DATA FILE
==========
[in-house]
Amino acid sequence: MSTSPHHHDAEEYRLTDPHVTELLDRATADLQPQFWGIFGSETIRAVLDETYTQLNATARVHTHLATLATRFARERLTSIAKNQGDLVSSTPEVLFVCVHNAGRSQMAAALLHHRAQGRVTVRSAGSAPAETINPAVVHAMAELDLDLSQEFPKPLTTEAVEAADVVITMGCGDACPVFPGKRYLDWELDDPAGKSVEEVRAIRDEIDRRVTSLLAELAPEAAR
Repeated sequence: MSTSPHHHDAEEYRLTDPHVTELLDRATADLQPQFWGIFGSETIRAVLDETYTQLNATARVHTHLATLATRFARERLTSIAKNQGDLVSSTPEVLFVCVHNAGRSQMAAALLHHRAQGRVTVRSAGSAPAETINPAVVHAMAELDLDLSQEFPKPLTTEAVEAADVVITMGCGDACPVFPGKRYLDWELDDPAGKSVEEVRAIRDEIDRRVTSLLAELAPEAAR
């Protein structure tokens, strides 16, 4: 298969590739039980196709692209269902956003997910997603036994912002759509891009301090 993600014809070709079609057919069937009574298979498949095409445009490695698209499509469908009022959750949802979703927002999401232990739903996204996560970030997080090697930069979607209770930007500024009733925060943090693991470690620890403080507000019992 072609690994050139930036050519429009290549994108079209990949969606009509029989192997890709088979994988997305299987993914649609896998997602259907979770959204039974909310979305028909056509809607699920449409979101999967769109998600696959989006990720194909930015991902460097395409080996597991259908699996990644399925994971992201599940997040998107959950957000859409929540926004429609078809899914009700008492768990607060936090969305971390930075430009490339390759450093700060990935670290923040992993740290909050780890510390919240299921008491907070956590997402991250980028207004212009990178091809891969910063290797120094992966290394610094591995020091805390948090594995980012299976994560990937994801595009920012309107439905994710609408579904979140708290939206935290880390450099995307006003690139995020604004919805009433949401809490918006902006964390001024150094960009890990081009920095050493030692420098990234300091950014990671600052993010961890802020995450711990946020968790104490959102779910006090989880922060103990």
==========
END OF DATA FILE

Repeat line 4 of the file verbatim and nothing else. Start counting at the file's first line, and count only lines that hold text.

């Protein structure tokens, strides 16, 4: 298969590739039980196709692209269902956003997910997603036994912002759509891009301090 993600014809070709079609057919069937009574298979498949095409445009490695698209499509469908009022959750949802979703927002999401232990739903996204996560970030997080090697930069979607209770930007500024009733925060943090693991470690620890403080507000019992 072609690994050139930036050519429009290549994108079209990949969606009509029989192997890709088979994988997305299987993914649609896998997602259907979770959204039974909310979305028909056509809607699920449409979101999967769109998600696959989006990720194909930015991902460097395409080996597991259908699996990644399925994971992201599940997040998107959950957000859409929540926004429609078809899914009700008492768990607060936090969305971390930075430009490339390759450093700060990935670290923040992993740290909050780890510390919240299921008491907070956590997402991250980028207004212009990178091809891969910063290797120094992966290394610094591995020091805390948090594995980012299976994560990937994801595009920012309107439905994710609408579904979140708290939206935290880390450099995307006003690139995020604004919805009433949401809490918006902006964390001024150094960009890990081009920095050493030692420098990234300091950014990671600052993010961890802020995450711990946020968790104490959102779910006090989880922060103990």